The petitioner must provide evidence demonstrating your extraordinary ability in the sciences, arts, business, education, or athletics, or extraordinary achievement in the motion picture industry. The record must include at least three different types of documentation corresponding to those listed in the regulations, or comparable evidence in certain circumstances, and the evidence must, as a whole, demonstrate that you meet the relevant standards for classification. Detailed information regarding how USCIS evaluates evidence to determine eligibility and whether you are coming to the United States to continue working in the area of extraordinary ability can be found in the USCIS Policy Manual Volume 2, Part M, Chapter 4.
Application Process O-2 Visa
Your employer or agent should file Form I-129, Petition for a Nonimmigrant Worker, on your behalf, along with the required evidence according to the form instructions. They must petition for you in connection with the services of an O-1 artist or athlete, but you and the O-1 artist or athlete must each have your own Form I-129. Your employer or agent cannot file your Form I-129 more than one year before the artist or athlete will begin employment. To avoid delays, your employer or agent should file your Form I-129 at least 45 days before the date of employment.
In addition to Form I-129, Petition for Nonimmigrant Worker, the petitioner must submit the following documentary evidence:
If you will support of an individual with extraordinary ability in athletics or the arts, the consultation must be from the appropriate labor organization; or
If you will support of an individual with extraordinary achievement in motion pictures or television, the consultation must come from an appropriate labor organization and a management organization with expertise in the skill area involved.
Evidence Demonstrating O-2 Eligibility
The evidence should establish your current essentiality, critical skills, and experience with the O-1 beneficiary and that you have substantial experience performing the critical skills and essential support services for the O-1.
In the case of a specific motion picture or television production, the evidence should establish that significant production, including pre- and post-production, has taken place outside the United States and will take place inside the United States, and that you’re your continuing participation is essential to the successful completion of the production.
After We Approve Your Petition
Once we approve your petition, you can apply for your visa at a U.S. Embassy or Consulate. Department of State (DOS) establishes visa application processing and issuance fees. For more information, see DOS’s Temporary Workers Visas Department of State page.
Period of Stay/Extension of Stay
|Initial Period of Stay||Extension of Stay|
|Up to three years||We will determine the time you need to accomplish the initial event or activity in increments, up to one year.|
As an O nonimmigrant, you may be admitted to the United States for the validity period of the petition, plus a period of up to 10 days before the validity period begins and 10 days after the validity period ends. You are only authorized to work during the validity period of the petition.
For detailed information regarding validity periods, see USCIS Policy Manual Volume 2, Part M, Chapter 9.
Extension of Stay
If you need to extend your stay to continue or complete the same event or activity, your employer or agent must file the following documents with USCIS:
- Form I-129, Petition for a Nonimmigrant Worker;
- A copy of your Form I-94, Arrival/Departure Record; and
- A statement explaining the reasons for the extension.
To help us process your request, the statement should describe the event or activity that was the basis for the original approval and confirm that the extension is needed so you can continue or complete the same event or activity as described.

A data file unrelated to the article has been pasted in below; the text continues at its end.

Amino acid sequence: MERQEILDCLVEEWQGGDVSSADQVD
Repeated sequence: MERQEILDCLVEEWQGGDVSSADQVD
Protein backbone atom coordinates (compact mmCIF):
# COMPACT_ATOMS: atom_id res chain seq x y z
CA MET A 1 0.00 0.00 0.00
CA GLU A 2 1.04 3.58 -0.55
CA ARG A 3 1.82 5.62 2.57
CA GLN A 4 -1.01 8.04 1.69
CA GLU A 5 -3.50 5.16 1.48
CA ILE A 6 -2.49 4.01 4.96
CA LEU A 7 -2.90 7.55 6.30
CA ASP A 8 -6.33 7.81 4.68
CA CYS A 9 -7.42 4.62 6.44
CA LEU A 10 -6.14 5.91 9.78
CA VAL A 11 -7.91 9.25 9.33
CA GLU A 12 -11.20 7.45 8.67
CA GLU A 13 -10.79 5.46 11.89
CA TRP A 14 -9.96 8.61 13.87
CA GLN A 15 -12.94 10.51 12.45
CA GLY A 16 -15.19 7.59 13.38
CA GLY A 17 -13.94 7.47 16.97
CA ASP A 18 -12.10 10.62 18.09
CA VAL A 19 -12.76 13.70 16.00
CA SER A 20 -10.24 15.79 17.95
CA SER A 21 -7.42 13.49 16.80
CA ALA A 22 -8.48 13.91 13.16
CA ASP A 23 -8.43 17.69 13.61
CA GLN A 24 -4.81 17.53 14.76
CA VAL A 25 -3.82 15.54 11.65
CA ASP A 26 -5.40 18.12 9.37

Your spouse and children must file Form I-539, Application to Extend/Change
Nonimmigrant Status, and submit any supporting documents to extend their stay.
For more information see our Form I-539 page.
Family of O-1 and O-2 Visa Holders
If your spouse and children under the age of 21 will accompanying you or join you later (called “following to join”), they may be eligible to apply for an O-3 nonimmigrant visa, that will be subject to the same period of admission and limitations as you. They may not work in the United States under this classification, but they may participate in full-time or part-time study on an O-3 visa.
If you are an O-1 nonimmigrant in the United States and want to change employers, the new employer must file Form I-129 with the USCIS office listed on the form instructions. If an agent filed your original petition, your new employer must file an amended petition with evidence showing they are your new employer and a request for an extension of stay.
Material Change in Terms and Conditions of Employment
If there has been any material change, those other than the addition of additional performances or engagements that require someone of extraordinary ability, in the terms and conditions of your employment or eligibility, your employer or agent must file an amended Form I-129 with the service center where the original petition was filed.
There are special rules for O-1 professional athletes. If you are traded from one team to another, employment authorization will continue with the new team for 30 days, during which time the new employer must file a new Form I-129. Filing the new Form I-129 within this 30-day period extends your employment authorization at least until we process your petition. If the new employer does not file a new Form I-129 within 30 days of the trade, you lose your employment authorization. You also lose your employment authorization if we deny your new Form I-129.
If your employer terminates your employment for reasons other than your voluntary resignation, they must pay for the reasonable cost of return transportation to your last place of residence before entering the United States. If an agent filed the petition for the employer, the agent and the employer are equally responsible for paying these costs.
- USCIS Policy Manual Volume 2, Part M
- O Nonimmigrant Classifications: Questions and Answers
- Address Index for I-129 O and P Consultation Letters
- Frequently Asked Questions about Part 6 of Form I-129, Petition for a Nonimmigrant Worker
- Listening Session on O Nonimmigrant Classifications Question and Answers